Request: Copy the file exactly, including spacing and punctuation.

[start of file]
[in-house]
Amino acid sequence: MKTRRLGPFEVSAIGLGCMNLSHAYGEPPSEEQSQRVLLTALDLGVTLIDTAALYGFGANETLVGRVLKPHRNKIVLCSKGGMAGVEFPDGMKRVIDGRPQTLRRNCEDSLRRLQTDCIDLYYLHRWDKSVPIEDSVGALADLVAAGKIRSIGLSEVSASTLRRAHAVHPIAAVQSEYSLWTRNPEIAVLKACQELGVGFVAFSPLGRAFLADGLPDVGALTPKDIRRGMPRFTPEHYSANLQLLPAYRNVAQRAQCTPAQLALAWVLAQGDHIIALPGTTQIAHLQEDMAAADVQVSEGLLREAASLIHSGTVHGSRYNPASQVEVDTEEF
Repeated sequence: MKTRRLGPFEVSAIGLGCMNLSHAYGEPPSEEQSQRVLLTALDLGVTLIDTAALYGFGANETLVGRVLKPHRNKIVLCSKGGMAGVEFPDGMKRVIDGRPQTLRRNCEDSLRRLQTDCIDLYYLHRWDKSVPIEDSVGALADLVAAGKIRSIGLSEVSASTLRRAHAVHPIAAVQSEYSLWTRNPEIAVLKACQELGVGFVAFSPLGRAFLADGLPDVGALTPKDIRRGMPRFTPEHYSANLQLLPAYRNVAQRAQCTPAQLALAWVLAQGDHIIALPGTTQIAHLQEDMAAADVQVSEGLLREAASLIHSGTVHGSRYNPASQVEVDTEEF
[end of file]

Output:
[in-house]
Amino acid sequence: MKTRRLGPFEVSAIGLGCMNLSHAYGEPPSEEQSQRVLLTALDLGVTLIDTAALYGFGANETLVGRVLKPHRNKIVLCSKGGMAGVEFPDGMKRVIDGRPQTLRRNCEDSLRRLQTDCIDLYYLHRWDKSVPIEDSVGALADLVAAGKIRSIGLSEVSASTLRRAHAVHPIAAVQSEYSLWTRNPEIAVLKACQELGVGFVAFSPLGRAFLADGLPDVGALTPKDIRRGMPRFTPEHYSANLQLLPAYRNVAQRAQCTPAQLALAWVLAQGDHIIALPGTTQIAHLQEDMAAADVQVSEGLLREAASLIHSGTVHGSRYNPASQVEVDTEEF
Repeated sequence: MKTRRLGPFEVSAIGLGCMNLSHAYGEPPSEEQSQRVLLTALDLGVTLIDTAALYGFGANETLVGRVLKPHRNKIVLCSKGGMAGVEFPDGMKRVIDGRPQTLRRNCEDSLRRLQTDCIDLYYLHRWDKSVPIEDSVGALADLVAAGKIRSIGLSEVSASTLRRAHAVHPIAAVQSEYSLWTRNPEIAVLKACQELGVGFVAFSPLGRAFLADGLPDVGALTPKDIRRGMPRFTPEHYSANLQLLPAYRNVAQRAQCTPAQLALAWVLAQGDHIIALPGTTQIAHLQEDMAAADVQVSEGLLREAASLIHSGTVHGSRYNPASQVEVDTEEF